Finno Hidayat

Mixing | Mastering

Finno Hidayat on SoundBetter

Professional mixing engineer based in Jakarta, Indonesia. Recent credits include: TheFinestTree, Alectrona, DefineSoul, Saint Jimmy, ROFA. On top of that still active playing as professional session drummer for various artist in Indonesia, Australia and New Zealand.

I focus on mixing & mastering but also have an extensive background in production. As an artist and producer myself, i understand what it's like to have someone else mess with your art, and I respect that by really trying to be on the same page as you and understanding what you're trying to accomplish. And as an audio engineer, it's my duty to take your beautifully produced songs to their full potential sonically which ultimately hit people emotionally.

I started very young working in many studios in Indonesia, and in 2015 i started building my own studio in which now i do majority of my work

I have a passion for the mixing process and nothing leave my studio without me being 100% satisfied with the result and i take a lot of pride in every mix that I work on.
I do not use presets or any sorts of mixing and mastering AI assistant, I give individual attention that the song deserve.

Don't hesitate to contact me

Click the 'Contact' above to get in touch. Looking forward to hearing from you.

Interview with Finno Hidayat

  1. Q: What do you like most about your job?

  2. A: Having the ability to shape & control a music to sound the way you want it to sound. It's very exciting and addicting for me.

  3. Q: Can you share one music production tip?

  4. A: Don't stare at your screen to see how much you are turning the knob . I'm an audio engineer, not a photo editor. So i my ears. If it sounds good, it sounds good. Even if that means i'm maxing something out or taking it out completely. I don't want what i see limit what

  5. Q: Describe the most common type of work you do for your clients.

  6. A: Mixing, Mastering, Vocal Tuning, Recording Engineer

  7. Q: What's your 'promise' to your clients?

  8. A: I promise that i will be very honest to them about their songs. And i will do my best to take their songs to the full potential.

  9. Q: Analog or digital and why?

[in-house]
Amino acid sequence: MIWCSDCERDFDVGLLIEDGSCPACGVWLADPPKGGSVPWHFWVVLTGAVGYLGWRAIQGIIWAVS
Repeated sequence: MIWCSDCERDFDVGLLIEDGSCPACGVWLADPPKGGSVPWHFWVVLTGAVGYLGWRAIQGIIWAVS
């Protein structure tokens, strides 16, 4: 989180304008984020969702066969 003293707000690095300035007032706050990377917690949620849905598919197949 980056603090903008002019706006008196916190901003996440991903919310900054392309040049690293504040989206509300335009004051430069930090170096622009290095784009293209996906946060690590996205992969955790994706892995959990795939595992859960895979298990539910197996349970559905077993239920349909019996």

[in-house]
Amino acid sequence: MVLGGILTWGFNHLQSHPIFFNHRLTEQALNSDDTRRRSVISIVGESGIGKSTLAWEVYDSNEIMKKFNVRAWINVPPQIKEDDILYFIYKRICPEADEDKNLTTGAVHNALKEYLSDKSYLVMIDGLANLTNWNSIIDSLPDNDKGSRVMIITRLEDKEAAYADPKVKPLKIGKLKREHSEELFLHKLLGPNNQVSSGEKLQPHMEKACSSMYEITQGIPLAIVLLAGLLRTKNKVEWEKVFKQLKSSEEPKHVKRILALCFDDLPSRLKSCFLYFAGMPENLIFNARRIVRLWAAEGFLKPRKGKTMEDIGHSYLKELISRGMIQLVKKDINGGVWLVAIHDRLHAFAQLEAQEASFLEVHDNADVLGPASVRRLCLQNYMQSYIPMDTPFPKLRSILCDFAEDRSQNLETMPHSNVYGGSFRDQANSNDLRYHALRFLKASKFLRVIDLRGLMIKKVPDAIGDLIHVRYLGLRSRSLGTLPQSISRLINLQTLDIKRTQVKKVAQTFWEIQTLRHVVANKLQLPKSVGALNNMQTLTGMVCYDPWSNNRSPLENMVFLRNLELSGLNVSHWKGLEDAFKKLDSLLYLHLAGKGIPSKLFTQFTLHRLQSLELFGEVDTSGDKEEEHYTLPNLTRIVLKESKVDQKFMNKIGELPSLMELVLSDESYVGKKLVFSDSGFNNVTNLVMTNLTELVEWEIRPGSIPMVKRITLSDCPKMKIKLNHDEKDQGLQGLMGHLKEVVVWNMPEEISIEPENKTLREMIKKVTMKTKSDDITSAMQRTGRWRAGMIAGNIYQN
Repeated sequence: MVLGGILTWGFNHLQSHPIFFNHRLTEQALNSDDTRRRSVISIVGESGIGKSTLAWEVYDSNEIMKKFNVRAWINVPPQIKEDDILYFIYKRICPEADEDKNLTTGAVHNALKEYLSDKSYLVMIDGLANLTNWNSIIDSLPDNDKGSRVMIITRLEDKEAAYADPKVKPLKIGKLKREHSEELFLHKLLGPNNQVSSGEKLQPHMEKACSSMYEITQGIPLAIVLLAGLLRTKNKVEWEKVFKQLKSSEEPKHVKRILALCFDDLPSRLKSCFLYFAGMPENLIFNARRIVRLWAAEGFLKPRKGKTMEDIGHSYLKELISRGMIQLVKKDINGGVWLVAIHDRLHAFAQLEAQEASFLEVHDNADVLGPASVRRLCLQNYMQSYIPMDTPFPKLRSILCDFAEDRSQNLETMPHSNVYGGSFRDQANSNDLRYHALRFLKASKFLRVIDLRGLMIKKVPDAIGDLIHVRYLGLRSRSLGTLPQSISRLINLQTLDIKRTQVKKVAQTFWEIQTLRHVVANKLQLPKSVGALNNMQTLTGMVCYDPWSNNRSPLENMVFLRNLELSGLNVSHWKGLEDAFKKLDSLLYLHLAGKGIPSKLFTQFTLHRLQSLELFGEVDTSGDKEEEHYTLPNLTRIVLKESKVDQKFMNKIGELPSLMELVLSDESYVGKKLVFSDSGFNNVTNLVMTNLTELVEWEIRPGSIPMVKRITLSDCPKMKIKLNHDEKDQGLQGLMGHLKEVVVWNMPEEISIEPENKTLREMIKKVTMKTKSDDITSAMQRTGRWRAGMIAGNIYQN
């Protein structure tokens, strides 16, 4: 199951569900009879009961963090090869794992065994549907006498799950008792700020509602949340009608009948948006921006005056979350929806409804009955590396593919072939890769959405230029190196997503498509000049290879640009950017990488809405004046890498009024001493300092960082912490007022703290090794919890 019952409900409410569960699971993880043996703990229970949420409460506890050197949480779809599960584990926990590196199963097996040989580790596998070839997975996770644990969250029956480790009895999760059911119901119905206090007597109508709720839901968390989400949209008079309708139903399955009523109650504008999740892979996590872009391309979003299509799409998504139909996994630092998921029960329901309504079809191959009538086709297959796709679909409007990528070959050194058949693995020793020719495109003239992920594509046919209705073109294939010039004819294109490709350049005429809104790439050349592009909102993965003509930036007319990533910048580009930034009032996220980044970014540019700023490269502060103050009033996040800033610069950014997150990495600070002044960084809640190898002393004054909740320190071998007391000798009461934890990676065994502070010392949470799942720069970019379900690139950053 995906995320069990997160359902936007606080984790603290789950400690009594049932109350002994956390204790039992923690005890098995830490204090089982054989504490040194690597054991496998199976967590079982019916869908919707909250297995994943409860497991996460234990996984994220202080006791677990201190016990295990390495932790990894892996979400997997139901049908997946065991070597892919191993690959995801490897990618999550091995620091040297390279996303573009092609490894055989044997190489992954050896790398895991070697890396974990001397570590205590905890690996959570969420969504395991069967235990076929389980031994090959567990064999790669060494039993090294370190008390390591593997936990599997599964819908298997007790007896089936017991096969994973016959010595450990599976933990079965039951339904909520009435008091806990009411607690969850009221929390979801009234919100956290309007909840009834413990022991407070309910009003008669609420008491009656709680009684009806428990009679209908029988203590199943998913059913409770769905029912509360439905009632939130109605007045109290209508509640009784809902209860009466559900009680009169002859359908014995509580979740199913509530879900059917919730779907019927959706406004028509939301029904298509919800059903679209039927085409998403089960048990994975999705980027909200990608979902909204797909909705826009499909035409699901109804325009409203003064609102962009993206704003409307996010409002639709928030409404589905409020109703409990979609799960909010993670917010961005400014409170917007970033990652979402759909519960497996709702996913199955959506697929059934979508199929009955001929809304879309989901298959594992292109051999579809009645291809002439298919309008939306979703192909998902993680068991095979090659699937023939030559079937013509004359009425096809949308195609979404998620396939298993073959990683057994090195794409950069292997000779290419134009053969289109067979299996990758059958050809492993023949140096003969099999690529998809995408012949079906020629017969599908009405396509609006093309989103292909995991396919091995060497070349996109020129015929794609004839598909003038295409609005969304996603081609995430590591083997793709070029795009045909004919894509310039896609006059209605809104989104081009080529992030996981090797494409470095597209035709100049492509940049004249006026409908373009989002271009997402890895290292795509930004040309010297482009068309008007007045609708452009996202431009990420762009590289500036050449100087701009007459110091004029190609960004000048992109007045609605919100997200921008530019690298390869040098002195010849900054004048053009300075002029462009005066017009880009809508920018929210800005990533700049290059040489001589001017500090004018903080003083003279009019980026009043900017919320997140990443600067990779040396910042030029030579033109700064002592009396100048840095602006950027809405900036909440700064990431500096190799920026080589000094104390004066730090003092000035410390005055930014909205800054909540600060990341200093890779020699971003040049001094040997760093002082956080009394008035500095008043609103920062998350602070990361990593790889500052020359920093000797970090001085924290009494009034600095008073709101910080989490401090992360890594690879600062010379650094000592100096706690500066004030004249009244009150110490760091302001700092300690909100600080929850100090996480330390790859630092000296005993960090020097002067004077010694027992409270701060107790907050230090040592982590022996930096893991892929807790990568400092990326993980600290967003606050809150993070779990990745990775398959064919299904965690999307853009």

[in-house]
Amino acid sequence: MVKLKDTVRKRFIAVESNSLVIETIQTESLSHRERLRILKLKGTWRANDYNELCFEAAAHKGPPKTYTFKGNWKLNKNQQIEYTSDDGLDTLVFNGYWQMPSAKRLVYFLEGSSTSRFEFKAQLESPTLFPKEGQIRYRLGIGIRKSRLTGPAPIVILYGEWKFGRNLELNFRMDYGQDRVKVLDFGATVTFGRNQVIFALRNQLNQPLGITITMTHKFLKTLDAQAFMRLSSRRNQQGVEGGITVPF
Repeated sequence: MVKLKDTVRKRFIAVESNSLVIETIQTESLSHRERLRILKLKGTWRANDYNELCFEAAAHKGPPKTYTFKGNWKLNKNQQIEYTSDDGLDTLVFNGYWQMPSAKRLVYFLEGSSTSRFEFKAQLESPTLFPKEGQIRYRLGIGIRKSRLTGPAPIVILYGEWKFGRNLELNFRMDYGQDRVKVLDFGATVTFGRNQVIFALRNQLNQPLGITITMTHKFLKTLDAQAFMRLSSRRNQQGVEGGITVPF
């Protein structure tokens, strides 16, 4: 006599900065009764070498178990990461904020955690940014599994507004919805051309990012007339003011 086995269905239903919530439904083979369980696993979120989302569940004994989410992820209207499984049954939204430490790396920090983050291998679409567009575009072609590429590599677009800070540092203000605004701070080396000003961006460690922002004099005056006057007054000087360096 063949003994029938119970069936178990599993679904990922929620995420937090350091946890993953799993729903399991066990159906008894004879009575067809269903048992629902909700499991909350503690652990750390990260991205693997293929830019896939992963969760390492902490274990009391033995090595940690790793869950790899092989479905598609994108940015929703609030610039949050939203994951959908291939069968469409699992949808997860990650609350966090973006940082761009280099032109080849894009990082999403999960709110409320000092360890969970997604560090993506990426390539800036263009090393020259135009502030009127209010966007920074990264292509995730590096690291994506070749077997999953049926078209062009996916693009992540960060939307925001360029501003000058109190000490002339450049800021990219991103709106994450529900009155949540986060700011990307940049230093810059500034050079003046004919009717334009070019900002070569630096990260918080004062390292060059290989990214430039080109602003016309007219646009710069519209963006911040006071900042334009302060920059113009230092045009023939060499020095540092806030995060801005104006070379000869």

10. A: Digital. I still love analog preamps and analog summing though, which i do a lot. I started in 2008 when the world was already digital. Only big expensive studios have giant consoles and an army of outboard gears. I mostly worked in a medium scale studio which only had couple of essential outboard compressors and EQs. So that what i'm used to and know best. I have had opportunities to work fully analog, and to be honest, i came to conclusion that i like to have better control in how clean or how analog something is. If something is to sound very analog, i want it to be intentional. I think digital is more versatile and controllable in that way.

  11. Q: What are you working on at the moment?

  12. A: I'm one of the go to mixers for a major label called Aquarius Musikindo, so i mix good portions of their stuff. I'm also working closely with some Indie labels like Jogja Homecoming, Frogstone Records, NRG records and a few more. And also individual clients, like you !

  13. Q: Tell us about a project you worked on you are especially proud of and why. What was your role?

  14. A: It would be a song called Bahagia Bersama by an Indonesian band called Bariskata. The first version of it, as i think by now they've released several versions of that song for soundtracks and films. It was my first ever mix. It's all over the place when i listen to it now, but that's okay. Even if i listen to my current mixes again sometimes in the future, maybe i will laugh and want to change a lot of things in it. But i take that as a sign that i'm growing and improving. The moment i stop seeing my own mistakes, that's the moment i need to start asking myself whether i'm getting better or not.

  15. Q: What's the biggest misconception about what you do?

  16. A: that mixing can turn garbage to gold

  17. Q: What questions do you ask prospective clients?

  18. A: Apart from the standard questions like the vision of the song, the emotions, etc. I like to ask them whether they do mixing as well or not. I want to know if they came to me because they don't know how to mix, or because they want their songs to be mixed by a fresh pair of ears. From there i know what kind of conversation i want to have with them. If they don't mix then i would just dig down into the message of the song, emotions and that kind of stuff and try to translate that. But if they also mix or at least familiar with it meaning i can also have a deeper conversation about the technical aspects.